Archaeological studies show evidence of Christianity in Britain in the 4 th century AD  in the form of personal items bearing Christian imagery, liturgical fonts or basins, church structures and burial sites.[xii] Excavations at Canterbury revealed the presence of buildings of Roman period which were Christian Churches, another building at Reculver with archaeological features of a Christian church and a few other buildings at Roman occupied areas in England like Frampton in Dorsetshire and in Chedworth in Gloucestershire with Christian monograms[xiii].
Excavation near Trafalgar square in London revealed at least 1400 yr old Christian burial site in the traditional Christian manner east to west.[xiv] The excavation also shows evidence of Christianity pre dating the Anglo Saxon conversion.
Celtic Christianity has left a large number of Christian buildings, art objects, manuscripts, bronze bells, crosiers etc. Spiritually, their monastic life was intense as seen in Egypt or Syria.[xv] It has been proposed that these Celtic Christians had contacts with the Mesopotamia and Egypt  that  Celtic sacred  manuscript as the Gospel text known as 'The Book of Durrow' and similar figures in Celtic sculptures of the late sixth century derive from the ancient Syriac Gospel book 'Diatessaron' and the Religio cultural symbol of  Celtic Christianity  (like  the Saint Thomas Crosses of India), the 'Celtic crosses' have precedents in the art of Coptic Christianity[xvi]. Thus, we can presume that the  Celtic Christians, even though they used Latin as their liturgical language, was constantly communicating and updating with the Christianity in the land and the culture where it originated, the Eastern Syriac Christianity.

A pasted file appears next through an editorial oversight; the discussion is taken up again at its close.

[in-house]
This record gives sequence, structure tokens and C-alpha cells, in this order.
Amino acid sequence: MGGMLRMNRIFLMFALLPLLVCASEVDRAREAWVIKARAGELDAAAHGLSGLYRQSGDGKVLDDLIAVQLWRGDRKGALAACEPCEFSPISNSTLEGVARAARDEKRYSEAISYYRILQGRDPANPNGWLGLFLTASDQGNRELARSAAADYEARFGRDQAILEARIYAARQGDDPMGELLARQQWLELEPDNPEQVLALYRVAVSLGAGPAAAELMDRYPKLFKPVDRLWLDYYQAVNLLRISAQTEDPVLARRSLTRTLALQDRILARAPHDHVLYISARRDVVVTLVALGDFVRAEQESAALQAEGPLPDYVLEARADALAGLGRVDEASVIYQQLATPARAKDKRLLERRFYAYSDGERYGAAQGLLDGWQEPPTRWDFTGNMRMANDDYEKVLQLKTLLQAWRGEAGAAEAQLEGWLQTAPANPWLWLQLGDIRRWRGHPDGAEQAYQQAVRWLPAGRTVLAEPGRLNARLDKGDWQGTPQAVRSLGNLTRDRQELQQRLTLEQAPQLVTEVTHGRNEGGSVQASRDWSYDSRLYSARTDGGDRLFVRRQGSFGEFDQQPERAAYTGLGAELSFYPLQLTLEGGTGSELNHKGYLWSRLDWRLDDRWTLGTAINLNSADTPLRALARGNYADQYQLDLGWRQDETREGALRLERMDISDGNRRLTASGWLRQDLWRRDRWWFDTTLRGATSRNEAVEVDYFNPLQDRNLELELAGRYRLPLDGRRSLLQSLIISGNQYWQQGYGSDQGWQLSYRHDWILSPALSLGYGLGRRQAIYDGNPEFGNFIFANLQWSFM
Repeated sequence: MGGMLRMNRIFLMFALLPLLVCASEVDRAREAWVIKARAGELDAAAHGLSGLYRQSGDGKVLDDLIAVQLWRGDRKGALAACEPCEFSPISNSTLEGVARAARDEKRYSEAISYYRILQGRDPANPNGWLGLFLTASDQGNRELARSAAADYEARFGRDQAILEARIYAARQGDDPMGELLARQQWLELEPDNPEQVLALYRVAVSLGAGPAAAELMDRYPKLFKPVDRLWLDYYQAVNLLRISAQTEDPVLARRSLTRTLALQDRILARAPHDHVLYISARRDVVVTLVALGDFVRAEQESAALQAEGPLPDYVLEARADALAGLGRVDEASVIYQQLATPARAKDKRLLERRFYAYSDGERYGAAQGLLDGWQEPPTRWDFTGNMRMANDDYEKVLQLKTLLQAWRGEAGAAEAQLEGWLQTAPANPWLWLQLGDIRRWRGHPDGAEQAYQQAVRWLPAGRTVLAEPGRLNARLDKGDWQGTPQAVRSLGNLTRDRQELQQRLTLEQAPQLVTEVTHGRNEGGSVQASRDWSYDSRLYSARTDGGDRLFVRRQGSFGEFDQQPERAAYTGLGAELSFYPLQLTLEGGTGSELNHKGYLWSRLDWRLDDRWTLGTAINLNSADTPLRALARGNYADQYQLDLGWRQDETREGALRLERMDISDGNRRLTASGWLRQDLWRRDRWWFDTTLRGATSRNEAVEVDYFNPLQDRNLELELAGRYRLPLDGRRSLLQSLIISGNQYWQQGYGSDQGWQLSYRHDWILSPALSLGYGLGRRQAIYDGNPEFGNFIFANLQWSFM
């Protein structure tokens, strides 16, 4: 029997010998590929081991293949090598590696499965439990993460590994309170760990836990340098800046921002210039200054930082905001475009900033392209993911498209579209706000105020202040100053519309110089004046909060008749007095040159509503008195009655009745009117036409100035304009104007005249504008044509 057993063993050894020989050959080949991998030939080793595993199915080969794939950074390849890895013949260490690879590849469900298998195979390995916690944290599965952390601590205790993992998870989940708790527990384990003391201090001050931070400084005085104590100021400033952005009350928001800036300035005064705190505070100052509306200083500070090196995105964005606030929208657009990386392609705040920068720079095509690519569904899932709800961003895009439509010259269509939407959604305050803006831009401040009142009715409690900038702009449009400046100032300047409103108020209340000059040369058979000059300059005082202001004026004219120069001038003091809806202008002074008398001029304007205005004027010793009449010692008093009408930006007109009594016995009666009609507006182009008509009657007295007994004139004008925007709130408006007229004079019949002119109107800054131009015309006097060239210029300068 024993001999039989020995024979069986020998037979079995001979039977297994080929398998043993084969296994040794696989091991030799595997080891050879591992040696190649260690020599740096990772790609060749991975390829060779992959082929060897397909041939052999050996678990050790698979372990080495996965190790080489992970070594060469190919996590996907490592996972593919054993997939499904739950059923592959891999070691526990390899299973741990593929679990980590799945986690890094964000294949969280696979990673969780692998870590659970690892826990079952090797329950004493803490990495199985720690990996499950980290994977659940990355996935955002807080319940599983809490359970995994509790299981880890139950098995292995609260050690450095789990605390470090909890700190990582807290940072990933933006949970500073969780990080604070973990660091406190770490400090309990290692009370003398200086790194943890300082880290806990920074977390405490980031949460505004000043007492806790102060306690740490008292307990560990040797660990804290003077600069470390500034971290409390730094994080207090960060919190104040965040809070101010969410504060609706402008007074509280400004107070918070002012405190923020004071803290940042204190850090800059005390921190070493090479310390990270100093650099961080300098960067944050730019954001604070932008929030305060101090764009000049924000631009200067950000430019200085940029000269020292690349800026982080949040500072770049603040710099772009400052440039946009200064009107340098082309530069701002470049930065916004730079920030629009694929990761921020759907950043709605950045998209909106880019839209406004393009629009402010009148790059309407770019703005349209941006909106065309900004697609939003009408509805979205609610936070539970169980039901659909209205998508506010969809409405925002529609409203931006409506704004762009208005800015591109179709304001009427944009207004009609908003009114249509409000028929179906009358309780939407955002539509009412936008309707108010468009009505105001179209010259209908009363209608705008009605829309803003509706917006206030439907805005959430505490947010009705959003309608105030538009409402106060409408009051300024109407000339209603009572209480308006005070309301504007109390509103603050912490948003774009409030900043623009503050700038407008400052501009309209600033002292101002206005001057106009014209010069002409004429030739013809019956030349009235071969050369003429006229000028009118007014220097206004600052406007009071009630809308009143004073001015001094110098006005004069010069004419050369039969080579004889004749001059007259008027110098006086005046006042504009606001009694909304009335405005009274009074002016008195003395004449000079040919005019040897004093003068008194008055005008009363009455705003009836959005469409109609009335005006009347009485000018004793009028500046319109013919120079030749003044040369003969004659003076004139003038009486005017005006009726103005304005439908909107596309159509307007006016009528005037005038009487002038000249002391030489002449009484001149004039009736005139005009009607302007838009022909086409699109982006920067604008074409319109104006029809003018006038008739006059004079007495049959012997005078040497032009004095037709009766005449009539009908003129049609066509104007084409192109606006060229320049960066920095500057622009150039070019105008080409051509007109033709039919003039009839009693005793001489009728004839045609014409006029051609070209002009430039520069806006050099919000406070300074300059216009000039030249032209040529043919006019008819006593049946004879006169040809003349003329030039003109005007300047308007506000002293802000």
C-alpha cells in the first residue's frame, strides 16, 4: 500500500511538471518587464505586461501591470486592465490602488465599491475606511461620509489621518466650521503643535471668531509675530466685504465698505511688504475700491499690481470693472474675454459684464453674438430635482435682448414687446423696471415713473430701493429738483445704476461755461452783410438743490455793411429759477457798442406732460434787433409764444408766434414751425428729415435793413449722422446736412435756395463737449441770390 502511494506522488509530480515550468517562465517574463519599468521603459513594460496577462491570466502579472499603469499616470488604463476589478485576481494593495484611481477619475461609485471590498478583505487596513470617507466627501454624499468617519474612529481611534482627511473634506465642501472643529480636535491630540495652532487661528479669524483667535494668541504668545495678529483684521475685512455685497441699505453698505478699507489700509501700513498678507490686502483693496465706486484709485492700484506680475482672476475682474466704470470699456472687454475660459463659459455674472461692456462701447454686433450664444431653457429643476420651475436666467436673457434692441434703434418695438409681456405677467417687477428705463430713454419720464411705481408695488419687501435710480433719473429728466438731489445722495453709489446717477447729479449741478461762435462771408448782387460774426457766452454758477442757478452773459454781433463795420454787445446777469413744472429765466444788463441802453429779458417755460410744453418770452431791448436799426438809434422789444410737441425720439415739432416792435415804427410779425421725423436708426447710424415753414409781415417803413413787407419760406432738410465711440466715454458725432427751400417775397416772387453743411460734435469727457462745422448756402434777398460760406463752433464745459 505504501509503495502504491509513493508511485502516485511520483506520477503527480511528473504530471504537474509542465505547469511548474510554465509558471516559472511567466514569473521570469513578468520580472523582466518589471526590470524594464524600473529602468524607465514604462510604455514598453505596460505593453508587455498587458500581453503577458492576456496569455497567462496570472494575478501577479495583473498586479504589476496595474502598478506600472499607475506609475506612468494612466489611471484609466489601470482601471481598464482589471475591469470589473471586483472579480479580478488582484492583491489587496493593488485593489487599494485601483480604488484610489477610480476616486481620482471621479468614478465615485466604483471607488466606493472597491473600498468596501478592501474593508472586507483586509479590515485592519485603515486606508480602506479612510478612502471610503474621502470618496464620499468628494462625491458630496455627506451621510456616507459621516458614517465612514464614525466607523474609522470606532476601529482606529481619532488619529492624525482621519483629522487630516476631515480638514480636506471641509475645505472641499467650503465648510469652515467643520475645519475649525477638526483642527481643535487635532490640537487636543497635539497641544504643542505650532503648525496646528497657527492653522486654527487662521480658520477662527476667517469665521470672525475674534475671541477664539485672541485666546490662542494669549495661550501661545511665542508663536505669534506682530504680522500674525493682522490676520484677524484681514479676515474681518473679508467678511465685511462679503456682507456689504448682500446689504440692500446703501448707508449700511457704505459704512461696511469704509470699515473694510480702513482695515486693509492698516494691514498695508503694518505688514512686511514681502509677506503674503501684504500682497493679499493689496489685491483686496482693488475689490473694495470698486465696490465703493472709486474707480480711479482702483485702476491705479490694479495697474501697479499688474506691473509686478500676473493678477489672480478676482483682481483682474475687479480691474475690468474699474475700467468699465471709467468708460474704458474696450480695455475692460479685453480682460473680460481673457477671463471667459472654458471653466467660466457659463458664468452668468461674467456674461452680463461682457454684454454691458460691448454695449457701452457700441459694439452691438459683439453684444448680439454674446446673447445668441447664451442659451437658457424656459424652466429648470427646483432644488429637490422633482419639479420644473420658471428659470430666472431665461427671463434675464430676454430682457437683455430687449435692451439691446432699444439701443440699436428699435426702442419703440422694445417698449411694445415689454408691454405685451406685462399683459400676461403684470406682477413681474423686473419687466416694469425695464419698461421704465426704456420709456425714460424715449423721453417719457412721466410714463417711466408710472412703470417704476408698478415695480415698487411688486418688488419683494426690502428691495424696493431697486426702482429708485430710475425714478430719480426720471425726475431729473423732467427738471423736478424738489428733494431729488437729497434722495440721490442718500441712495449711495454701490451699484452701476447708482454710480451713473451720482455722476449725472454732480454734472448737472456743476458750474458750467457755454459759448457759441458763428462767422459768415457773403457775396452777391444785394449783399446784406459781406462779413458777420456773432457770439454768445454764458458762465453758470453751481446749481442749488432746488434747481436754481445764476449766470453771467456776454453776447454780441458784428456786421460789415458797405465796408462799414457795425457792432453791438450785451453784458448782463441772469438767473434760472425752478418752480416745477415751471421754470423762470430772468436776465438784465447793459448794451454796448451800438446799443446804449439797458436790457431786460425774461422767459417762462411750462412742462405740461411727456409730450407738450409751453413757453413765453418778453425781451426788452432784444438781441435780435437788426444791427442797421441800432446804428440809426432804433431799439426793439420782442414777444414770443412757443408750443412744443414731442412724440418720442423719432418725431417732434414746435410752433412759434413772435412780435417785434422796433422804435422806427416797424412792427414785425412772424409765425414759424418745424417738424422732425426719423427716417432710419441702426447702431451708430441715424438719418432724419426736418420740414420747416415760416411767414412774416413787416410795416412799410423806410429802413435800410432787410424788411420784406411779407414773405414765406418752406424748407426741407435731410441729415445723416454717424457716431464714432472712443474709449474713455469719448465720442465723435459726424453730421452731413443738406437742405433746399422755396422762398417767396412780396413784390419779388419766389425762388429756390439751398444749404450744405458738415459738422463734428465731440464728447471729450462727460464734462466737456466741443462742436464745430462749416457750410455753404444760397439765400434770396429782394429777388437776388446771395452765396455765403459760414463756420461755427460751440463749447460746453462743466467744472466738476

Anglo Saxon period.
Early 5th century, Romans abandoned their hold in England. Jutes, Angles and Saxons from continental  Europe invaded England who destroyed the Christianity. The Christians might have got absorbed into the new society or pushed to the mountains of Wales or Cornish Tores [xvii]. In AD 597, Pope Gregory I sent Saint Augustine from the monastery of Saint Andrew to preach to the Anglo Saxons. Anglo Saxons were the Germanic tribes migrated to Britain from the Continental Europe. The Anglo Saxon conversion was a revival of Catholicism in England.  Bede's ecclesiastical history narrates that Augustine was consecrated as the Bishop with his base at Canterbury. The local King had known about Christians and there was a Bishop already as a chaplain of the Queen who was a catholic.[xviii] This revival continued with two provinces Canterbury and York.
Anglo Saxon chronicles also describe about an embassy sent to India. Anglo Saxon chronicles describe that in AD 883, King Alfred of England sends envoy with offerings that he woved  to Saint Thomas's Tomb in India in thanksgiving for his victory over Dunes in London.[xix]for  and Saint Bar thulomy in India[xx]
Norman period
11th century Norman conquest gave further revival to the English Catholicism with Romanesque Cathedrals  and spiritual revival with Benedictines like Anslem and  Lanfranc. Monasteries and convents flourished as the centres of learning. Pilgrimage was another feature of this period. Walsingham[xxi] in 1061 witnessed a Marian apparition and became a pilgrim centre. Similar pilgrim centres were Holywell to commemorate St Winefred, Canterbury after the martyrdom of Thomas Becket in 1170, the then Archbishop of Canterbury, and so on. Pope Adrian IV was born in England and was elected as Pope in 1954.[xxii]
Henrician reformation and subsequent persecution